Hyundai launches two new compact car to its lineup. The Elantra Coupe is smooth, yet it’s the five-door-hatch Elantra GT that wins our attention.
Fuel Economy (city/highway): 29/40 mpg (Coupe), 28/39 (GT)
Powertrain:1.8-liter I-4; 148 hp; 131 lb.-ft. of torque
Price: $18,220 (Coupe base) $19,170 (GT base)
Competitors: Honda Civic Coupe, Kia Forte Koup, Ford Focus five-door, Mazda3, Toyota Matrix
The compact car class is booming. There were more compact nameplates in the top 20 best-selling new cars of 2011 than at any time in recent memory. That includes the Elantra, whose sales increased nearly 41 percent over 2010. For 2013, Hyundai has added both a sporty two-door Coupe and a practical five-door hatchback called the Elantra GT to the lineup.
Both new Elantra variants share the basic bones of the Elantra sedan’s chassis. The coupe and sedan use the same wheelbase, but the five-door GT uses a 2-inch shorter wheelbase and is 9 inches shorter overall. Hyundai says the five-door was primarily built for Europe—a place where every inch counts when it comes to parking. All three Elantra models use a MacPherson strut front suspension. But only the new Coupe and the GT have the sport-tuned V-beam rear axle, a component they share with the Veloster. The V-beam is essentially a twist-beam rear axle whose tube is in the shape of a V rather than round. And instead of mounting the stabilizer bar outside the tube, as is the case with most cars (including the Elantra sedan), Hyundai mounts the bar inside the V-beam, which gives it added stiffness for sharper handling. The Coupe and GT also share the Veloster’s new steering knuckles for improved steering feel.
Under the hood, all Elantras use a 148-hp 1.8-liter four-cylinder mated to a six-speed manual or a six-speed automatic. Fuel economy is nearly identical for each model, the thriftiest of which is the Coupe equipped with a manual transmission, which delivers 29 mpg city and 40 on the highway. All automatic transmission Elantras have Hyundai’s Active Eco system, which smooths out aggressive throttle inputs for improved fuel economy. And both the Coupe (2687 pounds) and GT (2745 pounds) are the featherweights compared to even their lightest competitors.
The Coupe’s sedan-size wheelbase provides rear-seat occupants plenty of legroom. Even a six-footer won’t mind taking a longer trip. The 14.8-cubic-foot trunk holds 3 more cubic feet of stuff than the Honda Civic Coupe. Though the GT is shorter in both wheelbase and length, its hatchback design provides 23 cubic feet of trunk space with the seats up and 51 cubic feet with the racing seats folded down—more than an Audi A4 wagon. The Coupe’s interior is a mirror image of the Elantra sedan’s. But the GT’s dash is more upright, with a large storage bin ahead of the shifter.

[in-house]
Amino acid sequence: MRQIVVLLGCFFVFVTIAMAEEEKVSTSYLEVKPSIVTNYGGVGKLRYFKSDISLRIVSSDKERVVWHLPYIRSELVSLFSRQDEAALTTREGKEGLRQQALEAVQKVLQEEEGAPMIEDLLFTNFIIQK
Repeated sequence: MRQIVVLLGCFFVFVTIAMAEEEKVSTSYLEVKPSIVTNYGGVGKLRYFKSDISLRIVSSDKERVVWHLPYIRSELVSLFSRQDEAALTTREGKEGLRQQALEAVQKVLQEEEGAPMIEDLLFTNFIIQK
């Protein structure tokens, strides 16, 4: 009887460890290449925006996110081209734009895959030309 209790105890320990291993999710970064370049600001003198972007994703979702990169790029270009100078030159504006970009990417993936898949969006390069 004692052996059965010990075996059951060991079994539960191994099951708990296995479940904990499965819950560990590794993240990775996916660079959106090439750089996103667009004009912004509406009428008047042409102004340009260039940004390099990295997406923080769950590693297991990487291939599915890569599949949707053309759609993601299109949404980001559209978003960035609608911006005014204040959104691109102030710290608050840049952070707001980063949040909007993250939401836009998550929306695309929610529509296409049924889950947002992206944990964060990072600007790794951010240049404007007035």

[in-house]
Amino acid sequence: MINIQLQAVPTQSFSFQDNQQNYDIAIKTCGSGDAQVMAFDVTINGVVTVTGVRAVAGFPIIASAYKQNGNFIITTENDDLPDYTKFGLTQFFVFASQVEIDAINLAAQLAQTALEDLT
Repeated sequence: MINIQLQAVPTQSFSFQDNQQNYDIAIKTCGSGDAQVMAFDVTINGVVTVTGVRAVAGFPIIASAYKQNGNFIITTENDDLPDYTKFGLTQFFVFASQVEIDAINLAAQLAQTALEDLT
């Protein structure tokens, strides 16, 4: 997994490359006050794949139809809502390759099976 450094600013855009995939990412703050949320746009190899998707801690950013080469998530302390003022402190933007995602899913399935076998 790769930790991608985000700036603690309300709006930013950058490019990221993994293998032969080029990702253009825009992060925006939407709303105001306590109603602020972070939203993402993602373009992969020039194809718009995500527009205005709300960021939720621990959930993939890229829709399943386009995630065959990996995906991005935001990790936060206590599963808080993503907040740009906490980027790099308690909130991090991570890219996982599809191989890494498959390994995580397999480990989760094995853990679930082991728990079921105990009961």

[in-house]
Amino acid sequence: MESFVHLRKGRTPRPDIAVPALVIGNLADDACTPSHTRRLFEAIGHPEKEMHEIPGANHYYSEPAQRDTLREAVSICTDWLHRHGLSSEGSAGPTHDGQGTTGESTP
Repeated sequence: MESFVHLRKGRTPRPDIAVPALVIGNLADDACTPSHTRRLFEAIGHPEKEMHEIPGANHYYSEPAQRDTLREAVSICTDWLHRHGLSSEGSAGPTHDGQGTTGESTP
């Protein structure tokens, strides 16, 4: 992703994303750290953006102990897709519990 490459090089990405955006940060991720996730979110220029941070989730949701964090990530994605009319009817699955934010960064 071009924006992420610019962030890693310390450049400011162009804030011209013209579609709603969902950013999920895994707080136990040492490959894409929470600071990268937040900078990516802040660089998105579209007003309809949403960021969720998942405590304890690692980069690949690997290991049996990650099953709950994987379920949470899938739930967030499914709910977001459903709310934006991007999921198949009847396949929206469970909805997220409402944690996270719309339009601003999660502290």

The Elantra GT is not only the most practical member of Hyundai’s compact family; it comes packing the most tech, too. Hyundai’s new Driver Selectable Steering Mode (DSSM) is a smart way to deliver just the right amount of steering feel and assist for every type of situation. Thanks to an electric motor replacing the traditional hydraulic steering pump on newer cars, engineers can alter the characteristics of steering feel and effort—in many cases through software changes. In the Elantra GT, the DSSM provides three distinct modes: Comfort, Normal, and Sport. Dave Dutco, Hyundai’s ride and handling engineer on the project says, “We can tune the steering for every 5 kilometers per hour increase in speed.
And we do that three times, so we have a unique map for each mode. It takes a very long time.”Although the steering rack’s ratio remains constant, the DSSM system alters the weight, torque buildup through the steering wheel, and the on-center feel. So in Sport mode, the steering feels heavier and more substantial. In Comfort mode, the steering effort is much lighter, with a looser on-center feel. Hyundai says Comfort mode comes in handy for the long boring cruises or for situations when a higher-speed road is heavily crowned. In that case, it would require less steering effort to keep the Elantra GT pointed straight.
Coupes are supposed to be more fun to drive than five-door hatchbacks, right? Not here. The Elantra GT is just as nimble as the Coupe. In fact, on the twisty roads that surround Mount Palomar northeast of San Diego, we enjoyed the balanced feel of the GT more than the Coupe. We locked the new selectable steering system in Sport mode and had a blast running the GT through its six speeds. The GT’s short wheelbase (it’s the same as the Veloster) is one advantage that it has over the Coupe.
Another, Ducto says, is that it has only one suspension tuning, and it’s a sporty one that must satisfy the demands of European buyers too. The Coupe has a different damper setup depending on the wheel you choose. On the rougher roads, the Coupe and the GT were both firm but not overly so. And we enjoyed the more bolstered seats in the Elantra Coupe, which come standard with heating.The 2.0-liter 148-hp four-cylinder is certainly sufficient. But no matter which Elantra you choose, we’d like a bit more low-end torque. Perhaps the 201-hp turbocharged 1.6-liter four-cylinder from the Veloster Turbo soon will become an option from the Elantra family.
The Bottom Line
In the past, we’d guess that the new Hyundai Coupe would attract more buyers than the GT. After all, the traditionalists always claim that Americans don’t like hatchbacks. But that may no longer be the case, considering the popularity of the genre even among the luxury car set that’s now buying Porsche’s Panamera. The Elantra GT is certainly no Panamera. But it is a fun and tech-forward alternative to the compact sedans that dominate the automotive landscape.